-what does that matter?
-what will you be doing?
-waiting for more.

cons:
-harder
-material is more science than design, more dry
-focuses mainly on small objects as opposed to a big picture
-more to come
Again, no.
Twice, no.
Thrice, no.
-waiting for more.

Based on these questions, you should ask yourself if you really want to be an engineer or a technician, dont confuse the two.

You should take a stroll to the ME engineering labs in your engineer department to get a feel for what real ME work is about and what is at your school. It will open your eyes.
mrmotobiker
mrmotobiker is offline
#3
Nov14-06, 02:14 AM
P: 48
Thanks. Yeah i forgot to mention had no experience in either, which is why I am confused on the two. Yeah I figured fixing cars would be completely different, but I thought since I understood the basic concepts of how cars work, it would proove more of an interest in ME. Oh, I'm sure I don't want to be a technician. I guess I will try going to the ME labs to see what the students do in there before I finalize my decision. I think with all people and all majors and all studies, coming out with a job is the utmost importance since having a degree and not being able to use it is...pointless?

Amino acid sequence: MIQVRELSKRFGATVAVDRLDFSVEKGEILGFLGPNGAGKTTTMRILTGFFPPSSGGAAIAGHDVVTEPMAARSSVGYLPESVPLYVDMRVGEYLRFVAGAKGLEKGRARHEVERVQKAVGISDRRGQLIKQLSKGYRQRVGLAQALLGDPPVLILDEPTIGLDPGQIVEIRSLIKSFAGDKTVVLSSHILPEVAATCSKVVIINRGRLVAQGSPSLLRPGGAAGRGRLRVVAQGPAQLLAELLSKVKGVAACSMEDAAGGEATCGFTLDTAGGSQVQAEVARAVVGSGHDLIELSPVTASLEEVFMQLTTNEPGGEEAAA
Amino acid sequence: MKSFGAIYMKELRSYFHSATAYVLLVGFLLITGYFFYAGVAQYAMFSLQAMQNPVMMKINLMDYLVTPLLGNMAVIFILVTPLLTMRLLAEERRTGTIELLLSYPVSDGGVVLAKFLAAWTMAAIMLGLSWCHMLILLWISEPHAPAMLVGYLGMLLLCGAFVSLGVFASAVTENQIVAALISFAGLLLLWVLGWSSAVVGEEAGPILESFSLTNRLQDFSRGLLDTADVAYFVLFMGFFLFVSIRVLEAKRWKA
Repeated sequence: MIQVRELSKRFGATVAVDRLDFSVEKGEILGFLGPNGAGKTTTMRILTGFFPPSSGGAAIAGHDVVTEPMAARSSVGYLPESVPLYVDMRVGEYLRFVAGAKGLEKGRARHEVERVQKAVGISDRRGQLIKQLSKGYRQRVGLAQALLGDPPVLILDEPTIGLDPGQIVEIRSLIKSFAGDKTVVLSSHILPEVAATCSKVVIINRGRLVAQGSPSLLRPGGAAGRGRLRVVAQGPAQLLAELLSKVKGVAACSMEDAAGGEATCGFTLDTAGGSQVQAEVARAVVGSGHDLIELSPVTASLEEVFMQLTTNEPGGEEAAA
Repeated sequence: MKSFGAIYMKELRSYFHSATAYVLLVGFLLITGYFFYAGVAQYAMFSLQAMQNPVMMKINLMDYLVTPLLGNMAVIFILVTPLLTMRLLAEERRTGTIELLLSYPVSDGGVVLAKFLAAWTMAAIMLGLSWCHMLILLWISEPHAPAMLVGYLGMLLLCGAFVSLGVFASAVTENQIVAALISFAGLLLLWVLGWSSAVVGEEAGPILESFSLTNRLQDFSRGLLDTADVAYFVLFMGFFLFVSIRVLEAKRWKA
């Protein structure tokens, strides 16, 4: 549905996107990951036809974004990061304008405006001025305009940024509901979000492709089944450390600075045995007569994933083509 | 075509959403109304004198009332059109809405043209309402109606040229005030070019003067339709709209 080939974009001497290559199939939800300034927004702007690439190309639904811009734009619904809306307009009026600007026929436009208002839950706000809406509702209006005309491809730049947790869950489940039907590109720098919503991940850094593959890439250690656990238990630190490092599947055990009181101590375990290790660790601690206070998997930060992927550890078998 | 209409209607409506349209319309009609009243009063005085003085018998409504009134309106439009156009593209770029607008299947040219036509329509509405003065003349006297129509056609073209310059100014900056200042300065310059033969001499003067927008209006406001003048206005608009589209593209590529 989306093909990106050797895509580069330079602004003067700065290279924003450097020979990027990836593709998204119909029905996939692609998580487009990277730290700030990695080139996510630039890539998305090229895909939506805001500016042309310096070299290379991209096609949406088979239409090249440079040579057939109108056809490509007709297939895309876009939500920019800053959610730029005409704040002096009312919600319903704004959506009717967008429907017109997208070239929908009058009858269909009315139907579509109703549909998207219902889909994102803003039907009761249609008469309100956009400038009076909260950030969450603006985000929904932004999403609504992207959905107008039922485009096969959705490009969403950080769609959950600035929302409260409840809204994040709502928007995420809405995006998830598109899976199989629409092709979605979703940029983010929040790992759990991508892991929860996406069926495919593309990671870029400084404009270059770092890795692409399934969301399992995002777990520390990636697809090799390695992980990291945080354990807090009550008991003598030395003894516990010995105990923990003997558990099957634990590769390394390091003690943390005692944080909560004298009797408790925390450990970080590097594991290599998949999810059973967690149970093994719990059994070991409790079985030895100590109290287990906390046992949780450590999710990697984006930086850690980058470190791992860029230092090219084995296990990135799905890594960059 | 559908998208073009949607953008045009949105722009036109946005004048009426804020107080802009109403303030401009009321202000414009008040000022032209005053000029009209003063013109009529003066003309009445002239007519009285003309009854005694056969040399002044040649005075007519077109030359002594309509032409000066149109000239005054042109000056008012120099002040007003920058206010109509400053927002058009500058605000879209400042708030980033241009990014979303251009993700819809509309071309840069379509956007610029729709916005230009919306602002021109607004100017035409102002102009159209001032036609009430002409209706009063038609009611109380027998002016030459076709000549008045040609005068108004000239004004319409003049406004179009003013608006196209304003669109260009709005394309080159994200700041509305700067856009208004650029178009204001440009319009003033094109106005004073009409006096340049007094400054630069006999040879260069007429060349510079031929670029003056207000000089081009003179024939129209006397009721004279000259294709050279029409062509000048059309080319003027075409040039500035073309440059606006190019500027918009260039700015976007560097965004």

Anyway, thanks for your response.

Cyrus
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#4
Nov14-06, 02:23 AM
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Need advice on major


. I think with all people and all majors and all studies, coming out with a job is the utmost importance since having a degree and not being able to use it is...pointless?
How many engineers do you know are graduating and not finding jobs?...........my point exactly.

If you are trying to pick based on money, your going to be a lousy engineer (if you even make it to graduation).

You need to see some real areas of ME and Civil. Go see what professors are doing research in. You are going to see that there is very little hands on, and lots and lots of math and computer simulations.

P.S. civil engineering is not only statics. Not by a long shot.
mrmotobiker
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#5
Nov14-06, 02:35 AM
P: 48